Monday, November 15, 2010

How About Masters of Fantasy?

Showtime’s Masters of Horror was in the grand tradition of TV horror anthologies and aired over two seasons from 2005-2007. It featured famous names in horror film (Argento, Gordon, Carpenter, Miike, and Hooper, among others) directing episodes, several of which were based on famous short-stories, or stories by famous authors, including Lovecraft, Barker, Bierce, Matheson, and Lansdale.

Masters of Science Fiction was a short-lived ABC show with a similar premise, though devoted, as the title suggests, to a different genre. It featured adaptations of stories by Robert Heinlein, Harlan Ellison, and Robert Sheckley among others.

It would seem to me that in the wake of the Lord of the Rings trilogy, the Harry Potter films, and with A Game of Thrones on its way to HBO, the way might be paved for a fantasy anthology--a Masters of Fantasy, perhaps?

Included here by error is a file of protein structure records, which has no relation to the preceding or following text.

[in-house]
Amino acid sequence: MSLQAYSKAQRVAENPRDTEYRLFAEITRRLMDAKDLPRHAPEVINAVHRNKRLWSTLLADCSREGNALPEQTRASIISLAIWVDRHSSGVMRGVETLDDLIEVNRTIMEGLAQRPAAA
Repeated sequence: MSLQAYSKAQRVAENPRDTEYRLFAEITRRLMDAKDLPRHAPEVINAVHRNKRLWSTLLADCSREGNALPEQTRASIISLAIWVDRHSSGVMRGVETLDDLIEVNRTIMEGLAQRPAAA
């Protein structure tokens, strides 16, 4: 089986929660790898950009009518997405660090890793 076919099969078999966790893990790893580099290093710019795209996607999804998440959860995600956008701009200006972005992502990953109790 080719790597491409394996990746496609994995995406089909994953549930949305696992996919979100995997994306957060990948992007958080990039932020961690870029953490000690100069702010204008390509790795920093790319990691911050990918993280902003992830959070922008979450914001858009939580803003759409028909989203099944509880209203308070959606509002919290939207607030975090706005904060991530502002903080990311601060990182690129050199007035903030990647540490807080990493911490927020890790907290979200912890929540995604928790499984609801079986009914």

In thinking of stories to adapt, one would have to think of things that could be done justice in an hour time-frame, in the budgets it would likely have, and for the audience of cable TV. Like the anthologies mentioned above, a mixture of classics and new stories would probably be what we’d see.  Of course, while their would probably be a temptation to go with stories set in the modern era, what I'd want to see would be a mixture of settings, both mundane and fantastic. 

Here are some stories, off the top of my head, I think would work in those parameters:
  • “The Charnel God” by Clark Ashton Smith
  • “People of the Dark” by Robert E. Howard
  • “Only the End of the World Again” by Neil Gaiman. (I would love to see “Murder Mysteries” but it might be a bit ambitious)